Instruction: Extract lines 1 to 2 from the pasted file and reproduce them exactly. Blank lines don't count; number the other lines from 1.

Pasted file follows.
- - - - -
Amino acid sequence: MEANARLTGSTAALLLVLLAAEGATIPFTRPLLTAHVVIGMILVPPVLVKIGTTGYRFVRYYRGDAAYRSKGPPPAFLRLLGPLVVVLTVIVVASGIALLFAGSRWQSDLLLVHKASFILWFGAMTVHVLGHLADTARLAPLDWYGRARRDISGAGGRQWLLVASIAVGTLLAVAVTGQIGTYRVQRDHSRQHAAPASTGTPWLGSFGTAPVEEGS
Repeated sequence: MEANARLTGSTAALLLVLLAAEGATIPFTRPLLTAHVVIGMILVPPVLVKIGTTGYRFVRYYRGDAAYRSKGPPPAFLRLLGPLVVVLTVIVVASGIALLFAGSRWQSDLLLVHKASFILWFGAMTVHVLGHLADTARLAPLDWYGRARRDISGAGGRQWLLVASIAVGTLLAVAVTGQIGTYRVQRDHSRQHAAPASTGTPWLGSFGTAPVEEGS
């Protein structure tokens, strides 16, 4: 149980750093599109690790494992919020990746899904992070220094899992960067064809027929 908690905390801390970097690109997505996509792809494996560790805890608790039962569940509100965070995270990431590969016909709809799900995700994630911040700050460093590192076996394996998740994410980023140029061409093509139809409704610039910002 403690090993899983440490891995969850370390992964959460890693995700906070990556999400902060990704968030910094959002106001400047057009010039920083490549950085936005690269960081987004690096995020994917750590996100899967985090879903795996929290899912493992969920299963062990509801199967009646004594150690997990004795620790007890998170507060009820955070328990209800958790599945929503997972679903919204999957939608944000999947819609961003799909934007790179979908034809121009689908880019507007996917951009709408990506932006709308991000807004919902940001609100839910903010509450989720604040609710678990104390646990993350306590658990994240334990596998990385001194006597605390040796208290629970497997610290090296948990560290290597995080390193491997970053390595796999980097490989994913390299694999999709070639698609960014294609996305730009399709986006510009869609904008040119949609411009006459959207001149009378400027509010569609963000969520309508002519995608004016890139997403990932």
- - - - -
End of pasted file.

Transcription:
Amino acid sequence: MEANARLTGSTAALLLVLLAAEGATIPFTRPLLTAHVVIGMILVPPVLVKIGTTGYRFVRYYRGDAAYRSKGPPPAFLRLLGPLVVVLTVIVVASGIALLFAGSRWQSDLLLVHKASFILWFGAMTVHVLGHLADTARLAPLDWYGRARRDISGAGGRQWLLVASIAVGTLLAVAVTGQIGTYRVQRDHSRQHAAPASTGTPWLGSFGTAPVEEGS
Repeated sequence: MEANARLTGSTAALLLVLLAAEGATIPFTRPLLTAHVVIGMILVPPVLVKIGTTGYRFVRYYRGDAAYRSKGPPPAFLRLLGPLVVVLTVIVVASGIALLFAGSRWQSDLLLVHKASFILWFGAMTVHVLGHLADTARLAPLDWYGRARRDISGAGGRQWLLVASIAVGTLLAVAVTGQIGTYRVQRDHSRQHAAPASTGTPWLGSFGTAPVEEGS